I went to a wedding yesterday. They really are amazing events when you let yourself think about them; about the magnitude of the event we witness. Thus you can see why my mood was spoiled a little bit when I turned on my computer and found this story from “Marie Claire” magazine which was a lead story on msn.com about how women are seeking starter husbands whom they can divorce easily and then be better aware of what marriage is in order to find a better husband for the long run.

Here’s how the piece starts:

You’d never buy a car without test-driving it first right? So why settle into a lifelong marriage before trying one on for size?

I’m just really not ready to be committed like this.” That’s what Andi said to Tucker, her husband of 11 months, after she came home from a crazy day at work two years ago with an overwhelming urge to quit her marriage. Today. Right now. “This just isn’t for me.”

She spoke stoically — no tears, no histrionics. She had been imagining this moment since she moved out of their condo a few months earlier, but she wanted to ease him into the inevitable — to somehow tiptoe her way through the minefield of Tucker’s emotions. But now, having scored a direct hit with those crushing words, she watched Tucker crumple against the dining-room table. “I don’t understand,” he said, over and over. “We’re married.”

So after a crazy day at work she feels an urge to not be married so she “crumples” a man’s life.

The journalist is attempting to generalize something that can’t be generalized. She calls her “a perfectly modern gal, a gorgeous mess of neuroses and contradictions.” I tend to think of her as a woman who deals cavalierly with other people’s emotions while the journalist is attempting to normalize cruelty.

Andi is only articulating what the one in five women under age 30 who get divorced every year must think.

No. If, in fact, the statistic is true it doesn’t necessarily follow that the women think like Andi. For many, the breakup of a marriage is an emotional, spiritual, and financial disaster.

Here’s the worst paragraph in a really terrible piece.

Within months of promising to love and honor and cherish Tucker forever, she knew she had made a huge mistake. The problem? He was boring. “Wholly uncomplicated,” as she puts it. The kind of guy who reads Tom Clancy books on the couch and watches Adam Sandler movies while dreaming of white-picket fences. Going to depressing French movies, leapfrogging over the less ambitious on the company ladder — those were the things that excited Andi. “The idea of spending my life with someone like that seemed stifling,” she says. “It finally just got to me that he was so . . . sunny.”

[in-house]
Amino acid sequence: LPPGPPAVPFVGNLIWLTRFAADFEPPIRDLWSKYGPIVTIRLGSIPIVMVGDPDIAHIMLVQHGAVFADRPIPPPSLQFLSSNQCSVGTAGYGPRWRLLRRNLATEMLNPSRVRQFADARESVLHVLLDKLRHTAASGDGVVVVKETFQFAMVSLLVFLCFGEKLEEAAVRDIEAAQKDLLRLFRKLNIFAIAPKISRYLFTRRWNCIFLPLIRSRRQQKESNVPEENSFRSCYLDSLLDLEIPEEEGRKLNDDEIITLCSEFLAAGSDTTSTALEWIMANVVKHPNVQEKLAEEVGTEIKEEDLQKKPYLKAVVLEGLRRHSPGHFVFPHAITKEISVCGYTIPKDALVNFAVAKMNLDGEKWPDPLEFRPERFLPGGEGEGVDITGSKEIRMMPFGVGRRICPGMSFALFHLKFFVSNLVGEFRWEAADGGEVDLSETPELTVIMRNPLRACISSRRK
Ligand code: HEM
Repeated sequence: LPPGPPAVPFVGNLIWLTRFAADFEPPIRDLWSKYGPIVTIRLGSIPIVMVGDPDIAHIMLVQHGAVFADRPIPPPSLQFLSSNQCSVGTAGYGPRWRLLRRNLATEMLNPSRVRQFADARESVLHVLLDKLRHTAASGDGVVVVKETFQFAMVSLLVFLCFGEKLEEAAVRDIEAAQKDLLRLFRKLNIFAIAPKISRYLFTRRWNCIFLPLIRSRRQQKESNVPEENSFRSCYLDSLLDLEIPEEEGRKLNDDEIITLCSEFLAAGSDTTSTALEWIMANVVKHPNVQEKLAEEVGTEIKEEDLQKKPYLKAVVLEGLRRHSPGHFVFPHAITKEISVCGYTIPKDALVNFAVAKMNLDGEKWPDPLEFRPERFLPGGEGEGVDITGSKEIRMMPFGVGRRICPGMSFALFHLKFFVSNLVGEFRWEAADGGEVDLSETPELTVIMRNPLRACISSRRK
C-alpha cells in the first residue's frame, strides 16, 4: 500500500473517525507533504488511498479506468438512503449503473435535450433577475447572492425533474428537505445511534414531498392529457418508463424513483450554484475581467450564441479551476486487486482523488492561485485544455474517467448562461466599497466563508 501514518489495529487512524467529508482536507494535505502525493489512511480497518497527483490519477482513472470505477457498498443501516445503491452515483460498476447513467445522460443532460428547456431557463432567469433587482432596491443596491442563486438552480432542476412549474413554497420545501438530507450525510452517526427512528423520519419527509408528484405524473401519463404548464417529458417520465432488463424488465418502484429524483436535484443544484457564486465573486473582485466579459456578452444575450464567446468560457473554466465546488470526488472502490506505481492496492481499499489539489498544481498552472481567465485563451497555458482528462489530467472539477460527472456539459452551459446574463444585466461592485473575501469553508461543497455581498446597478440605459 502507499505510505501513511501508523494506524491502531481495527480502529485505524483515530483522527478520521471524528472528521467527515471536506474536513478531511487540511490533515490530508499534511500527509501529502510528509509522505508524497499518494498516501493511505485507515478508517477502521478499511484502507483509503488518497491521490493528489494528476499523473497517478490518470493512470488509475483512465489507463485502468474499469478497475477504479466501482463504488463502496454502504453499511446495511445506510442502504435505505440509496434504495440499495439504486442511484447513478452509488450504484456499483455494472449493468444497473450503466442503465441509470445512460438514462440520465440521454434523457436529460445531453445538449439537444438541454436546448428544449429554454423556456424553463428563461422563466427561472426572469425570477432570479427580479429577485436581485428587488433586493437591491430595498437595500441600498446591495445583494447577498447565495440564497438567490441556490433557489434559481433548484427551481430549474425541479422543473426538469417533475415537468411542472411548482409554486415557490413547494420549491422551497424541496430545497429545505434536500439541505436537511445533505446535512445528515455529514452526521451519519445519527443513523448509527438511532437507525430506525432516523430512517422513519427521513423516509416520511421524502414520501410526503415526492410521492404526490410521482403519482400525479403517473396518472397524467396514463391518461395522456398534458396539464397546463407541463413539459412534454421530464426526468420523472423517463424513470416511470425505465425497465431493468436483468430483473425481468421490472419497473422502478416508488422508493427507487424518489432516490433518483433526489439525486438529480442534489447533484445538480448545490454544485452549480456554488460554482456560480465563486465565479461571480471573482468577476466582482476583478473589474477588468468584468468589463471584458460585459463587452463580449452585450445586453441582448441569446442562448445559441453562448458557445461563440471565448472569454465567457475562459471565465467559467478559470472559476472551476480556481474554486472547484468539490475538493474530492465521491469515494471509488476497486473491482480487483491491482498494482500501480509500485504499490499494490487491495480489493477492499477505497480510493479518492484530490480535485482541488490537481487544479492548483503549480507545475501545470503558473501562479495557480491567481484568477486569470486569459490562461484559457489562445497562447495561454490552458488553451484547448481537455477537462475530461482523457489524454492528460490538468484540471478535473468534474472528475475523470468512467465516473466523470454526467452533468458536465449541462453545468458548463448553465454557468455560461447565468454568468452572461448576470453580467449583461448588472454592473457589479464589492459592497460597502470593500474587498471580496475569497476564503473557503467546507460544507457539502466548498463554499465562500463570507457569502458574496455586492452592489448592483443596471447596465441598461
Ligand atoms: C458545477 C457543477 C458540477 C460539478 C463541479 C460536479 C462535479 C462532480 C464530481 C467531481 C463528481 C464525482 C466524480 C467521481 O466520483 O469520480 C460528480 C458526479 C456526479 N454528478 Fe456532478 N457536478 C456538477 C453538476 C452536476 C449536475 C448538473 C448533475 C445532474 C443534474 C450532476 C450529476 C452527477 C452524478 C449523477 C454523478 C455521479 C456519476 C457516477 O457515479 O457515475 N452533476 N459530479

I hoist my drink in that you-go-girl kind of way, but I’m struck by her casual disregard for the institution. Marriage used to be a big deal.

Marriage is of course still a really big deal. Whether you acknowledge it or not.

I think marriage is the new dating and having kids is the new marriage,” she proclaims loudly, as yet another woman dining with her partner turns to stare. “It’s true. I wouldn’t have married him if I didn’t think I could get out of it.

I hope all of her future boyfriends read this piece before getting serious. . The journalist then talks to an author who blames the culture, of course.

In our everyday life — one where we’re encouraged to pursue the bigger, better anything (witness the average college grad who now burns through seven jobs before turning 30) — how can you commit to something, or someone, forever? “That’s a huge promise. We live in an incredibly fast-paced consumerist culture,” says Pamela Paul, author of the book The Starter Marriage, who herself was divorced less than a year after taking her vows at age 27. “Ours is an H&M culture, where you go out and buy 10 cheap items for the season, then toss them, rather than investing in one beautiful coat you’ll wear for another 10 seasons. More and more women have that throwaway mentality with their first marriage — the ‘I want it now’ attitude.” Until, of course, you don’t.

Is divorce really becoming a fallback plan. This has completely spoiled my mood.